You read articles all the time about the high school freshman who has verbally committed to a Division I School. Many families see this and scratch their heads. How can that student be in contact with a coach so early on? Most of the parents I speak with think that the NCAA rules prohibit communication before Sept 1 of a student-athlete’s junior year?  In this article, we cover how coaches and athletes get around the NCAA rules and how athletes are connecting with college coaches before the official NCAA recruiting periods.

What do the NCAA rules say?

The NCAA recruiting rules are written to protect student-athletes from getting too many calls and visits from coaches. As a way to protect student-athletes, the NCAA created a recruiting calendar that dictates when and how coaches can contact recruits. These are called “recruiting periods,” which include the contact, evaluation, quiet and dead periods. For more information see our article here.

The rule of thumb for most sports is June 15 after your Sophomore Year or September 1 of their junior year.  While these rules limit when and how coaches can contact recruits, coaches often recruit and offer scholarships to athletes well before their junior year.

How does a high school freshman get a scholarship before coaches can contact them?

The NCAA rules state a college coach can’t “recruit” an athlete before September 1 of their junior year, so it might seem non-compliant for recruits to get offered and be accepting scholarships as freshmen or younger. You can review the NCAA recruiting calendars here. It is not non-compliant and here’s how it happens:

  • Recruiting” has a very specific definition by the NCAA. Recruiting as defined by the NCAA means a college coach is actively reaching out to an athlete. While the NCAA limits how and when a coach can initiate contact with a recruit, there are no rules prohibiting an athlete from calling or reaching out to a college coach via email or Social Media.
  • Man Up Tip: Many families will have their high school/club coach set up a call with college coaches. The high school/club coach will let the college coach know when to expect a call from the recruit. When the recruit calls, the coach is allowed to answer the phone. However, coaches are not able to call recruits back or leave voicemails for the recruit until September 1 of the athlete’s junior year of high school.  Because college coaches can’t contact the recruits or families directly, they utilize their club or high school coaches to arrange a way for them to meet with or talk to the recruits.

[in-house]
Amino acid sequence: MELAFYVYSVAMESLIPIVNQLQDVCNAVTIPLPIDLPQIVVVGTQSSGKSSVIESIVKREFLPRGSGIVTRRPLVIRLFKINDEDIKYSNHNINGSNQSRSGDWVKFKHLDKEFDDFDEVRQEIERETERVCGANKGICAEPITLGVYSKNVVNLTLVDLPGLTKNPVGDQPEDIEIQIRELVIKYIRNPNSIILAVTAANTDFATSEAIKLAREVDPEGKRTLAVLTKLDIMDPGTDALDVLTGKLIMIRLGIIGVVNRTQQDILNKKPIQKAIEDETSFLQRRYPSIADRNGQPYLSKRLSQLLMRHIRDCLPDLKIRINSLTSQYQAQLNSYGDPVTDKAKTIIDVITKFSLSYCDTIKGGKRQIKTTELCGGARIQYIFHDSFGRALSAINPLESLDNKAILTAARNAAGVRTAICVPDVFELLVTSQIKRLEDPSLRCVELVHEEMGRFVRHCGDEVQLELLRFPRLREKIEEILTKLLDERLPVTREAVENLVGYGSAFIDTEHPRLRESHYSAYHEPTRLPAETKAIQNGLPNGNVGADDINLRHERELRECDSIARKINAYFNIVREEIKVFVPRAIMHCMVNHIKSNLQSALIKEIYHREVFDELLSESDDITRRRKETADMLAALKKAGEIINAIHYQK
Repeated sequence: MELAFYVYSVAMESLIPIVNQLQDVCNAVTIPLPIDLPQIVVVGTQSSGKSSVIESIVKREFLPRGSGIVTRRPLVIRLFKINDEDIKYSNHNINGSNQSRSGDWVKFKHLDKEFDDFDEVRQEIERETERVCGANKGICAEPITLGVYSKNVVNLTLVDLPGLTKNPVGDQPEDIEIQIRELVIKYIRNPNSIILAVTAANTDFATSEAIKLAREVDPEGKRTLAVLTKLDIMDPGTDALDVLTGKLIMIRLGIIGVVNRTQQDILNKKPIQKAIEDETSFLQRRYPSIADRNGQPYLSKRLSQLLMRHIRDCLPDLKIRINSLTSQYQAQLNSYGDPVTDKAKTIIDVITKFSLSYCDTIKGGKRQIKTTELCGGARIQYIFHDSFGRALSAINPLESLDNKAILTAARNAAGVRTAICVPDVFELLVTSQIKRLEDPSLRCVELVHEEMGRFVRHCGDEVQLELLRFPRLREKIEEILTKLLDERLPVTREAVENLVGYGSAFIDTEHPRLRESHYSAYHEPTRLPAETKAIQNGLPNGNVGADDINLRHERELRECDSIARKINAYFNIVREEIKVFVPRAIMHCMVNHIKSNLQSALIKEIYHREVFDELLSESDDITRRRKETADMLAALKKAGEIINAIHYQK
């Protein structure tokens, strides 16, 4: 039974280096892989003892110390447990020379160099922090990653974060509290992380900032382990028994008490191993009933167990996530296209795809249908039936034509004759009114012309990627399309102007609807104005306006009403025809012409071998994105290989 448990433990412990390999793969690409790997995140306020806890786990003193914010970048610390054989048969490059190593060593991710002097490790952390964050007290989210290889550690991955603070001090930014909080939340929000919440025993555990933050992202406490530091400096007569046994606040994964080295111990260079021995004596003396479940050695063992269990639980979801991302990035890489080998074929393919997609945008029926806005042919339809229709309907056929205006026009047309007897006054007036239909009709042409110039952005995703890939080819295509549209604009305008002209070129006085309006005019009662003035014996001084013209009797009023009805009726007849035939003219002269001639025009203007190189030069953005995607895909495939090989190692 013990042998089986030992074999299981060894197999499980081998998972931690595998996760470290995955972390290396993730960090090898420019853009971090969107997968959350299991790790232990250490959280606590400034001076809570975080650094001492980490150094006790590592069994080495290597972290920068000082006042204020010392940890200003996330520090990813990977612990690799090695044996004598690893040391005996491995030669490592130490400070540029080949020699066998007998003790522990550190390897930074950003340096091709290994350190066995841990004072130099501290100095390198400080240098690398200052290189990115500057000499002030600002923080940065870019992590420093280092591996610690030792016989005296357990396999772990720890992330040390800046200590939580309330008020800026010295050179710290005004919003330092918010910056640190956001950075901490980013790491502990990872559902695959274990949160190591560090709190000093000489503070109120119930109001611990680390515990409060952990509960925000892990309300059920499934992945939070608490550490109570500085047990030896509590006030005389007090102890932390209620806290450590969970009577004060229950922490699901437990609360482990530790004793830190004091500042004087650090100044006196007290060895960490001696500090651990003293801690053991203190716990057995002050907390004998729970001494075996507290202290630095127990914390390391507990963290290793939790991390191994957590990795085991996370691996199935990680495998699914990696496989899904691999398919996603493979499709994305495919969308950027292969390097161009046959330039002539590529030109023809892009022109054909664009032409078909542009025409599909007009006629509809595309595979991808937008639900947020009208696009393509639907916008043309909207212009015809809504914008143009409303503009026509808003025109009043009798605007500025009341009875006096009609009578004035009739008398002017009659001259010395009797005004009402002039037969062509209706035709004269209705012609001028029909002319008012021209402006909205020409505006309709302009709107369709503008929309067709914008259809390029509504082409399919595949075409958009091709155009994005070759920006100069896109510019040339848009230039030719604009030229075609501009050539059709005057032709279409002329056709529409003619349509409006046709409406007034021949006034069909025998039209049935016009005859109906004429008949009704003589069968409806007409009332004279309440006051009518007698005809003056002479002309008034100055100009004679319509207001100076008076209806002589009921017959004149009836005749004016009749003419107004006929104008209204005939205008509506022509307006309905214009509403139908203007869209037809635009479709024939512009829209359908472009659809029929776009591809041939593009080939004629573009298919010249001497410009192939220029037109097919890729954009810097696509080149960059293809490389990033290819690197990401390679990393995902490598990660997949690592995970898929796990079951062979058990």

• These athletes are getting noticed by being at national events. The hard truth about athletes getting scholarship offers as 8th graders is they are very clearly some of the top athletes in the country for their age. When an athlete receives an early scholarship offer, it is very likely they are already competing at the national level in their sport.  If you want to get interest as an underclassman, you need to be at the elite events/tournaments and championship games.  

Be Proactive in your Recruiting

If you aren’t getting recruited as an 8th grader, not all hope is lost, but if you dream of playing Division I Lacrosse, you need to get busy.

Coaches can talk to athletes if the athlete initiates the contact

The NCAA rules prohibit coaches from calling, emailing or visiting an athlete before their junior year. However, if the athlete initiates the contact with the coach, they can talk. Here are the most common ways this happens:

  • Athletes schedule a call with a coach. A third party—like the athlete’s coach—will tell the college coach that the athlete will be calling at a specific time. When that athlete calls and the coach answers, they can talk about whatever they want.
  • Athletes make unofficial visits to the coach on their campus. If an athlete or family visits a college campus, they are free to meet with the coach and tour the campus. The key here is the athlete needs to make sure the coach knows they are coming and has agreed to meet with them. This is usually done through coordinated calls ahead of time.

Use online tools to monitor your recruiting interest

Online profiles like the ones provided by AllStarRecruits.comm allow athletes to see who follows them and who has been looking at their profile. The challenge for recruits who can’t be contacted by coaches is that a coach can’t tell the athlete they are interested. If the recruit can see that a coach is looking at their profile, however, they can take that as a signal that the coach may be interested, and they can try to establish contact or provide regular updates to the Coach.

Use your current coaches to establish contact

A student-athlete’s high school or club coach is the perfect person to help them establish connections with college coaches before the contact period. It is not uncommon for elite recruits’ coaches to arrange a visit or phone call with college coaches interested in them. Without this third party, families would rarely be able to take advantage of the major rules loophole.